ARLINGTON: The digital dam has burst. It took the Army three grueling years to set up a new, more secure network at its first site in San Antonio, which went live in fall 2014. Now a dozen more installations have gotten the upgrade, exulted the Army CIO this morning, and another 20 will go live before 2018.
Upgrading a single base is an effort equivalent to switching an entire city from, say, Comcast to Verizon, Lt. Gen. Robert Ferrell told an Association of the US Army conference here. But with San Antonio showing the way, he said, “our network modernization effort (has) really taken off at light speed.”
As of today, “we have actually migrated 13 installations” in the United States and abroad, Ferrell said. “By the end of this year, we should achieve about 19 installations. By the end of next (fiscal year), we will achieve 34 installations that have migrated to JRSS and then upgraded capacity.”
JRSS stands for Joint Regional Security Stack, which in turn is part of a broader effort — not a formal program — called the Joint Information Environment or JIE. The concept is to consolidate literally hundreds of separate and often incompatible, Army networks, each with different security standards and its own vulnerable connection to the public Internet, into a couple dozen well-defended enclaves worldwide. Working with the Defense Information Systems Agency, the Army and Air Force are leading the way on JRSS, followed by the Navy and Marine Corps, whose systems are more secure and in less urgent need of upgrades.
“As we speak, we actually are migrating EUCOM (European Command) headquarters,” Ferrell said. “By the second quarter of next year, we should have Europe completed with the migration, and then we’ll focus on CONUS (the Continental United States.”
Not that the stateside effort is standing still. The Army Reserve has moved over to the new network, Ferrell said, the Army National Guard will follow, and then the Army Corps of Engineers will come after that. Army Materiel Command (AMC), Installation Management Command (IMCOM), Army Test & Evaluation Command (ATEC), and Network Command (NETCOM) are all “in dialogue” about getting upgraded, he added.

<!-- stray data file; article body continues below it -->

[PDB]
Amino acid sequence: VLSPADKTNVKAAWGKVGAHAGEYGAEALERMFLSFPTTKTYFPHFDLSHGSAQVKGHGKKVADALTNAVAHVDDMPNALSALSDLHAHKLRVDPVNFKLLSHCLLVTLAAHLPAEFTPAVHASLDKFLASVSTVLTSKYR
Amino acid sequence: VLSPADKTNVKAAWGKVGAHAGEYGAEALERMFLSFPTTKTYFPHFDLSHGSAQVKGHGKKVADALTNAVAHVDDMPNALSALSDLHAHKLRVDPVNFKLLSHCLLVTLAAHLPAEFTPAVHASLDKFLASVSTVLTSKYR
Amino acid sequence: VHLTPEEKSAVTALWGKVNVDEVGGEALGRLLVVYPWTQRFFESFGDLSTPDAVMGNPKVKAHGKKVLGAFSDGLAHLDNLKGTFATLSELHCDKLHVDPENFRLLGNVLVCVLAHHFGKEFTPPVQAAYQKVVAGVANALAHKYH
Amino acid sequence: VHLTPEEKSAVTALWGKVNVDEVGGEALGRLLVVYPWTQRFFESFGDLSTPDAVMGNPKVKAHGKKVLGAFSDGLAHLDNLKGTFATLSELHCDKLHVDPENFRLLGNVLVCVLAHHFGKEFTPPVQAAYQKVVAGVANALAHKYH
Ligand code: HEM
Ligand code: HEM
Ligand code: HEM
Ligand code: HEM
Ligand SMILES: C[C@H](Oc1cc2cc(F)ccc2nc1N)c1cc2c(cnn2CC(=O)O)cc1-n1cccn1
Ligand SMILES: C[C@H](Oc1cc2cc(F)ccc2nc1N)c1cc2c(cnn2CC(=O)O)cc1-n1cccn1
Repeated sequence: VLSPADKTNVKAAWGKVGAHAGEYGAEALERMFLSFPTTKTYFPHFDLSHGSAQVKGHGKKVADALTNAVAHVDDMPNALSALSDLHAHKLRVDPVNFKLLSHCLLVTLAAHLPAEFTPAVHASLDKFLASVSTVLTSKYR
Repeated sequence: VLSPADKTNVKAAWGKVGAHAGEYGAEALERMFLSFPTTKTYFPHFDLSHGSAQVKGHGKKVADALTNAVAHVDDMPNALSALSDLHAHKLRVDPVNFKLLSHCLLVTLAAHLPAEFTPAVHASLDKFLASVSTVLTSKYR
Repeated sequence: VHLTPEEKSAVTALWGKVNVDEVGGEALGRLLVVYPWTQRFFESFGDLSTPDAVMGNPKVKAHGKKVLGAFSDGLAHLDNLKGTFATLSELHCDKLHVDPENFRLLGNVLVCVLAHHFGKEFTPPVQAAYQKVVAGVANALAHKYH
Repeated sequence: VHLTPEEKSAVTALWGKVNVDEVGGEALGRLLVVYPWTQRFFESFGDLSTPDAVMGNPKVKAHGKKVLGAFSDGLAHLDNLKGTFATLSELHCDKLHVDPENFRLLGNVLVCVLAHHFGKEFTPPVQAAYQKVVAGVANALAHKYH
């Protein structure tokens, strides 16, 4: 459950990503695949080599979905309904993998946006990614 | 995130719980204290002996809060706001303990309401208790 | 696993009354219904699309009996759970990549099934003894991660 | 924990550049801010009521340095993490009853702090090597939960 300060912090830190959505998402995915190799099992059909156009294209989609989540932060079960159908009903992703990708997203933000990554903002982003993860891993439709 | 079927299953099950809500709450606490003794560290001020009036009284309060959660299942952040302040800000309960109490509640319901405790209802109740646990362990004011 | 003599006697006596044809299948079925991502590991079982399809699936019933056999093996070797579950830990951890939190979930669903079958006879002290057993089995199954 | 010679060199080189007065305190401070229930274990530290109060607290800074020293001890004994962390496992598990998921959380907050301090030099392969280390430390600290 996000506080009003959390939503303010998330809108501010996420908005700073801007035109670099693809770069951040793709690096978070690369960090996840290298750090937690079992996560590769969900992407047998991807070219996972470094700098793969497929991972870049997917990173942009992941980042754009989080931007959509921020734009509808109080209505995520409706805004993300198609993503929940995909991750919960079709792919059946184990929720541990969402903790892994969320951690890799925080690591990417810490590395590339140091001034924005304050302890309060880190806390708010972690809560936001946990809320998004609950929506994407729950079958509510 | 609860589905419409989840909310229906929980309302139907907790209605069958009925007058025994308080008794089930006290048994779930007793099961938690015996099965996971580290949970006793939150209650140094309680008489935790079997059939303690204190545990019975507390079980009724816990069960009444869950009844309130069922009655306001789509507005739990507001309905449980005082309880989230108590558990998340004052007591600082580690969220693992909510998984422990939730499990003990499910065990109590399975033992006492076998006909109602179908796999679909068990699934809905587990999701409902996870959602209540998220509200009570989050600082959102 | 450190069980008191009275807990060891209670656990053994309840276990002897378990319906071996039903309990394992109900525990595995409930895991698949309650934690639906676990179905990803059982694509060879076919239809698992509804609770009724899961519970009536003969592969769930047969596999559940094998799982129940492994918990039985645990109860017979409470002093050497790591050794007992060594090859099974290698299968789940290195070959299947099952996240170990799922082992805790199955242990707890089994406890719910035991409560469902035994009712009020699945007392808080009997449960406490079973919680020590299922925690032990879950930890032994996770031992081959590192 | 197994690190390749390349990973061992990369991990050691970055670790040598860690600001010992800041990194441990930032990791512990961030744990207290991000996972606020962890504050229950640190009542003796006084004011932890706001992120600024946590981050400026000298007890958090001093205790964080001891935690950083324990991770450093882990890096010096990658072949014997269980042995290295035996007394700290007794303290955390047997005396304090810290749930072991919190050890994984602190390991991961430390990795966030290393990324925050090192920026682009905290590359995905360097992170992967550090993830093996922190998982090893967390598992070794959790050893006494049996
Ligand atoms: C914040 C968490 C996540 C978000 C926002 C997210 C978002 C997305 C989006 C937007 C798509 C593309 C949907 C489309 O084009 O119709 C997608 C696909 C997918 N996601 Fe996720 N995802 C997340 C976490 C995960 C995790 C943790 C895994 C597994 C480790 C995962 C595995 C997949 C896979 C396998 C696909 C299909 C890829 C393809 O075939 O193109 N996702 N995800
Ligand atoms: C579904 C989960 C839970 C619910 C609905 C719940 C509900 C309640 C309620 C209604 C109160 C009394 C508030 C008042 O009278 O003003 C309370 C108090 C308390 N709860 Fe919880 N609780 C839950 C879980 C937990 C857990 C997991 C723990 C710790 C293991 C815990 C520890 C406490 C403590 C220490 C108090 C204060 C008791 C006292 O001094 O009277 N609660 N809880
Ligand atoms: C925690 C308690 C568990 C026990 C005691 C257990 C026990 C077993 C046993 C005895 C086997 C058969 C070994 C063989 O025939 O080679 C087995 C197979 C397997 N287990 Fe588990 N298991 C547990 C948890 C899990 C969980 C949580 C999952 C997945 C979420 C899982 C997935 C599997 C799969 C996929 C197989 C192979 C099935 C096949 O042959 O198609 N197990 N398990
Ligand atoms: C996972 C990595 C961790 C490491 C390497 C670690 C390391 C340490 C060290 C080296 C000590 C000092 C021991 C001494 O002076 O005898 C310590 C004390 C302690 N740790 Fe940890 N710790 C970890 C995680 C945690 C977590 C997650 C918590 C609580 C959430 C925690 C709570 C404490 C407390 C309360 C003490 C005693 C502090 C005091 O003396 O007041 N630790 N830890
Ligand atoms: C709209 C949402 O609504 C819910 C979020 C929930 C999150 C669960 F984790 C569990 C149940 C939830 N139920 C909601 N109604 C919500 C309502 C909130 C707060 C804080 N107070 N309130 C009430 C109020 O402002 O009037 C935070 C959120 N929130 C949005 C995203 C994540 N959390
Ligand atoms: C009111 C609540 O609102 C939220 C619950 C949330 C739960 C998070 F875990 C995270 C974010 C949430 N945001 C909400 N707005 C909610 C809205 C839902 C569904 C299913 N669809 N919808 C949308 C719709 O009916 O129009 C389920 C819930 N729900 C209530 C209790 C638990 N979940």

The wave of upgrades involves not only installing JRSS for security but closing down small, under-used data centers and transferring their data to centralized repositories. There’s a lot of inefficiency in the current system: In recent “mini-pilot” at Redstone Arsenal, Ferrell told reporters, bringing in some commercial services “cut their operating costs in half instantly.” The potential savings have the Army looking hard at the cloud.
“The next effort is really cloud, and my intent is to create a hybrid portfolio for the Army, to allow units to select where they would like to store their data — not everything is going to move to the cloud,” Ferrell said. He wants to offer commanders three options with different levels of security: privately operated cloud services where the data is stored off-base, private sector data centers on base, and government-run DISA MilCloud datacenters.
The Army plans a three-year pilot program for cloud services at Redstone Arsenal, home of the massive Army Materiel Command, which currently has about two dozen data centers. Industry proposals are due by July 19th, and the Army expects to make an award in September.
This fall, the Army will also release a Request For Proposals (RFP) to replace its old, expensive-to-sustain hardwired phone networks with software-defined “soft client” systems providing both voice and video as a “unified capability.” This effort should give Army soldiers and civilians “all the capabilities that you have on the iPhone,” Ferrell told reporters, untethering them from their desks.
The Army will have regular computers for a long time, however, and Ferrell acknowledged it will take years to upgrade them all to the Windows 10 operating system — something the Defense Department ordered the services to do by early 2017. “We will not meet that requirement,” Ferrell said. “There’s a lot of work involved to get the Army to that … It will be at least a one to two, maybe a three-year journey.”
“We’re moving very fast (to Windows 10) on the enterprise side” at installations in both the US and Europe, Ferrell said. On the tactical side, however, the Army is still figuring out which weapons systems have which version of Windows embedded, which will determine the no-doubt-hefty cost.
Meanwhile, the Army announced that Army Cyber Command (ARCYBER) would be officially elevated to an Army Service Component Command (ASCC). The bureaucratic move empowers the relatively young command all the authorities enjoyed by longstanding ASCCs as Army Special Operations Command or US Army Europe.